Why global travel is essential for business professionals

HCoB Dean Blog International finalI often meet with students and alumni and hear about their academic and professional experiences abroad. As they return from their travels, I am impressed by their increased engagement and development—they readily share experiences and have a new understanding of the world and of themselves. I also travel throughout the world meeting with potential educational partners and continue to learn just how important these global travel experiences are to both students and professionals.

It is hard to overstate the importance of study abroad for business students, and yet the Institute of International Education reports that only 10 percent of students study abroad. Still, when students return from their international experiences, I witness a new maturity and engagement in their courses and in the community. And, it isn’t just the exposure to new cultures and international business courses that promote these changes. They develop the transferable skills that employers cite as essential when evaluating new talent.

It is equally difficult to overstate the importance of global understanding for business professionals. The U.S. Travel Association reports that “for every dollar invested in business travel, businesses benefit from an average of $9.50 in increased revenue and $2.90 in new profits.” Professionals who travel for work not only benefit their careers and their companies’ bottom line, but they often face similar challenges as students and develop similar skills.

Knowing all of this, our global business center and our faculty develop relationships with universities across the world to find the programs that provide a solid business education with unique experiences. We put our money behind it, providing scholarships to assist any student who wants to travel.

While students who participate in semester- or year-long study abroad programs reap the greatest benefits, those who can only manage a short course—say two or three weeks—still have significant experiences that impact their lives, increase their ability to adapt in the workplace, help them relate to others and give them a global perspective.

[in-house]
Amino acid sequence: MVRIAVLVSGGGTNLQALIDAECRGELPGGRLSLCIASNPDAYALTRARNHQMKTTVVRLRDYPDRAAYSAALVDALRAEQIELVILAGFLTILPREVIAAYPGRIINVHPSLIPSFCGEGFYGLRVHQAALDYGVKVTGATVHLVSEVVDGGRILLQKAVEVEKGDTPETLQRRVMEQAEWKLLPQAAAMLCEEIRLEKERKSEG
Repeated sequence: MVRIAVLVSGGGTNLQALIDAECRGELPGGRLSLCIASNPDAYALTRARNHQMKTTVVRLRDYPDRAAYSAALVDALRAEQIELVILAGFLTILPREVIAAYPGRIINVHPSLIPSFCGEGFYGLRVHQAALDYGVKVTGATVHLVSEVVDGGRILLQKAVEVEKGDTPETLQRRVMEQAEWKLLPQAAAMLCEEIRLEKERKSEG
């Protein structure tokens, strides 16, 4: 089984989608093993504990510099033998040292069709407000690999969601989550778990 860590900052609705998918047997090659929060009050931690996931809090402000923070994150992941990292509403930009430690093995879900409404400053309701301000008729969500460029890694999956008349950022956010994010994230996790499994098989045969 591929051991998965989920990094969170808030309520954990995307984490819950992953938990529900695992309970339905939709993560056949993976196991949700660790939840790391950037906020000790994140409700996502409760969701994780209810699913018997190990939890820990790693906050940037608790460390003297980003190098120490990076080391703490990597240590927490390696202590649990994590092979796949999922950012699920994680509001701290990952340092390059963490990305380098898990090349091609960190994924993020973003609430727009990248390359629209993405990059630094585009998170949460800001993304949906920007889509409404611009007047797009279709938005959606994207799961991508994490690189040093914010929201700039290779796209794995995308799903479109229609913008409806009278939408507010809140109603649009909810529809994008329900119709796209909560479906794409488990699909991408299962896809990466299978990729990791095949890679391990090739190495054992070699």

Just listening to students and professionals describe their international experiences, you realize how they have developed and grown in many areas, specifically:

  1. Confidence: Managing the logistics of living or working develops problem solving skills and requires flexibility and the ability to remain calm. Students, required to solve problems on their own and in a new environment, quickly learn to communicate even when language barriers exist, negotiate complex public transportation systems and make important decisions. While professionals working abroad may have different support for their travel for work, the need to solve problems quickly and communicate remains the same.
  2. Independence: Removed from families and friends, students in particular learn about themselves and develop a sense of independence that will help them in the world of work. This independence and experiencing something completely new helps develop an important skill for succeeding in business—the ability to solve problems.
  3. Cultural appreciation: Spending time in another country not only exposes students to the local culture, but also lets them see their own culture through someone else’s perspective, increasing their understanding of the world and improving their ability to work in teams and across boundaries.
  4. Increased interest in global events. Having traveled throughout new regions of the world, students return to WMU with a renewed interest in the events that shape those parts of the world they have explored as well as others. This interest allows students to understand the implications of global events.

Global Engagement is one of Western Michigan University’s three strategic pillars, and I am proud of the work of our faculty and staff in helping students and future professionals become globally engaged, something every business professional should consider. Preparing students, our future business leaders, for a career that will no doubt be influenced by global decisions is one of the best ways we can prepare them for success.

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